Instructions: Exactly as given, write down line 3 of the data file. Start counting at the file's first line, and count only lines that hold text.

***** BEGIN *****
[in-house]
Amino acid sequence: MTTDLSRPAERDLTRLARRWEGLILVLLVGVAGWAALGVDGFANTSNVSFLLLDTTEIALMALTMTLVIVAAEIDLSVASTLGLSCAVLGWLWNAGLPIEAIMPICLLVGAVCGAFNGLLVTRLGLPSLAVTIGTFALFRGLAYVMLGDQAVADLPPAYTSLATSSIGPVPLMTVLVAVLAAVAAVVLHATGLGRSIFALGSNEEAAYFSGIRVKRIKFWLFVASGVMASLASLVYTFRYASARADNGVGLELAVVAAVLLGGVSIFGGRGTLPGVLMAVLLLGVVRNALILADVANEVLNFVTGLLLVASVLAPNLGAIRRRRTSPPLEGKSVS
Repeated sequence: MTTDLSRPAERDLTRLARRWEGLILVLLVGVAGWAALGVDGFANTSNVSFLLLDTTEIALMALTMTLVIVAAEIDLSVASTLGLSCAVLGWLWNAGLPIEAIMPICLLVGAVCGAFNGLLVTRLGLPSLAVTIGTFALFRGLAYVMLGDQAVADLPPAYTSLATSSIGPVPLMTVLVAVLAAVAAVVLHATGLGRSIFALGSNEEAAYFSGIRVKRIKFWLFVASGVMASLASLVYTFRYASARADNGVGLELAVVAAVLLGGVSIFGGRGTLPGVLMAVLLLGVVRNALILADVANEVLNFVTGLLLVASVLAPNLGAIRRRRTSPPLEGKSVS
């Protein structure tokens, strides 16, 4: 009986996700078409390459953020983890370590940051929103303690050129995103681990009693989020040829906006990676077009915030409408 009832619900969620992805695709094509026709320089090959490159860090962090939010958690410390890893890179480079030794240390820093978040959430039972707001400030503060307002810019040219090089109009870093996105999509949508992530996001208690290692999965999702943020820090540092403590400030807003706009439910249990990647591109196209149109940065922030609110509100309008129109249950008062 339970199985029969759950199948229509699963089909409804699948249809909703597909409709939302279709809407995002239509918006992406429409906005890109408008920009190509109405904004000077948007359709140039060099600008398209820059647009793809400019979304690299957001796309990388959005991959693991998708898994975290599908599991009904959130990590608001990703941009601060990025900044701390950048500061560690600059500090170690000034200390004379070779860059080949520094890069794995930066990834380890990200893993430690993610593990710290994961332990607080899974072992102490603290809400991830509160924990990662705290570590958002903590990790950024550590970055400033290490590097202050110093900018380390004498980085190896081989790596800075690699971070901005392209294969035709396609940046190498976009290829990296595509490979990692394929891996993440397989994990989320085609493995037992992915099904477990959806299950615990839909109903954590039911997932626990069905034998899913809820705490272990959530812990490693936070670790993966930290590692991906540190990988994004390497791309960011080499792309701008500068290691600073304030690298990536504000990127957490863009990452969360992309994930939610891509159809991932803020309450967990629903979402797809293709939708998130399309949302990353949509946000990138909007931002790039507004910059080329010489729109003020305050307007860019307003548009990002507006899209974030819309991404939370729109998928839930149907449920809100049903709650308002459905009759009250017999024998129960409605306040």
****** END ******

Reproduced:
Repeated sequence: MTTDLSRPAERDLTRLARRWEGLILVLLVGVAGWAALGVDGFANTSNVSFLLLDTTEIALMALTMTLVIVAAEIDLSVASTLGLSCAVLGWLWNAGLPIEAIMPICLLVGAVCGAFNGLLVTRLGLPSLAVTIGTFALFRGLAYVMLGDQAVADLPPAYTSLATSSIGPVPLMTVLVAVLAAVAAVVLHATGLGRSIFALGSNEEAAYFSGIRVKRIKFWLFVASGVMASLASLVYTFRYASARADNGVGLELAVVAAVLLGGVSIFGGRGTLPGVLMAVLLLGVVRNALILADVANEVLNFVTGLLLVASVLAPNLGAIRRRRTSPPLEGKSVS